Here are some of the best resources we've used recently:
- Capturing Nature: the writings and art of John James Audubon (edited by Peter and Connie Roop with illustrations by Rick Farley) ... this is a great introduction to Audubon, using his own words to describe his background, how he got interested in birds, and a bit about how he learned to draw them so beautifully.
- John James Audubon: Writings and Drawings (the Library of America) ... this is a great companion to the above children's version; here you have the actual writings (misspellings and all) of Mr. Audubon, including his journals for going up and down the rivers and his ornithological directory (with amazingly personal notes about each bird) and his letters and notes about drawing birds. This is a great addition to our study as we can do copywork from here and really get to know Audubon!
- John James Audubon: Wildlife Artist by Peter Anderson ... this is a great chapter biography about Audubon, illustrated throughout with Audubon's own prints/paintings of birds. The author, Peter Anderson, does a great job of explaining in accessible language all about this great naturalist, artist, outdoorsman, painter!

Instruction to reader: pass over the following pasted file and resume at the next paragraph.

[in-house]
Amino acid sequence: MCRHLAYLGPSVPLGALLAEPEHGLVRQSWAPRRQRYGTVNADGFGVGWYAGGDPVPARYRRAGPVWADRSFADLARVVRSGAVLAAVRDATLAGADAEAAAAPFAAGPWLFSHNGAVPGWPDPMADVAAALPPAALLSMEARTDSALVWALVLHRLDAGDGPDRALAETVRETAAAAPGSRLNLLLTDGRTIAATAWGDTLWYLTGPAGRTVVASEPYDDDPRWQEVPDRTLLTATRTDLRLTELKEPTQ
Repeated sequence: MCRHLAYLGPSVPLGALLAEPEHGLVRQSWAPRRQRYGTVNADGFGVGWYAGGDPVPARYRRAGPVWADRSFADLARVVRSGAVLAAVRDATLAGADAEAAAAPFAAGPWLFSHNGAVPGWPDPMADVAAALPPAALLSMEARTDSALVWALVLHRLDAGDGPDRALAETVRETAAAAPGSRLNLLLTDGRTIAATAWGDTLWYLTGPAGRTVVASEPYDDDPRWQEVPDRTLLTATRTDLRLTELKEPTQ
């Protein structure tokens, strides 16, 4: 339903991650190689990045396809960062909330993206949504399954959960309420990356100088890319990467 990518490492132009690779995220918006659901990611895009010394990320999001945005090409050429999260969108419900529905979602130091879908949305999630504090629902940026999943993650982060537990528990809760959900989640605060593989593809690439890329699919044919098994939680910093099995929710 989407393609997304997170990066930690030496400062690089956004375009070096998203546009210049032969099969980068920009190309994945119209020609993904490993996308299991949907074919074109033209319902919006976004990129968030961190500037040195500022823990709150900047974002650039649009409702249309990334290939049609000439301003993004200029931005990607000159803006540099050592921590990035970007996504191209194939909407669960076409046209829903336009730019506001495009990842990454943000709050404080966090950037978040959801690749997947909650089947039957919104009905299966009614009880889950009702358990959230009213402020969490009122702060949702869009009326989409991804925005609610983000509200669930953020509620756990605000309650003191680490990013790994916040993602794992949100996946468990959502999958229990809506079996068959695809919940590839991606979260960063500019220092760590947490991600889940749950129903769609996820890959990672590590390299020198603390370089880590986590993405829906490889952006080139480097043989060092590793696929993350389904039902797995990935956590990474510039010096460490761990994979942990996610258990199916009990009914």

- Winged Migration -- this is an AMAZING DVD that covers 40 countries, all seven continents, following birds on their migrations. It is an amazing work of art to watch this video.
- Life of Birds -- the indomitable David Attenborough does a fabulous job of explaining birds -- in all their many facets -- to the audience of this series. Add the award-winning cinematography and gorgeous soundtrack and you'll understand why we are taking the time to watch this 5+ hour series. One of the cool things is that Attenborough and his team seem to make a point of showing less-well-known birds and their antics.
- Nature and Environment: Great Lives by Doris and Harold Faber is a compilation of biographies about many naturalists and scientists. Written for a elementary-school level, the chapter on Audubon is great. Don't worry if you;re tempted to head off on rabbit trails to discover more about other naturalists discussed in here including: John and William Bartram, Luther Burbank, Rachel Carson, George Washington Carver, Jacques Cousteau, Jean Henri Fabre, Aldo Leopold, John Muir, Teddy Roosevelt ... to name just a few. We did just that and found this lovely chapter book: Children of Summer: Henri Fabre's Insects -- this is a great read-aloud about bugs!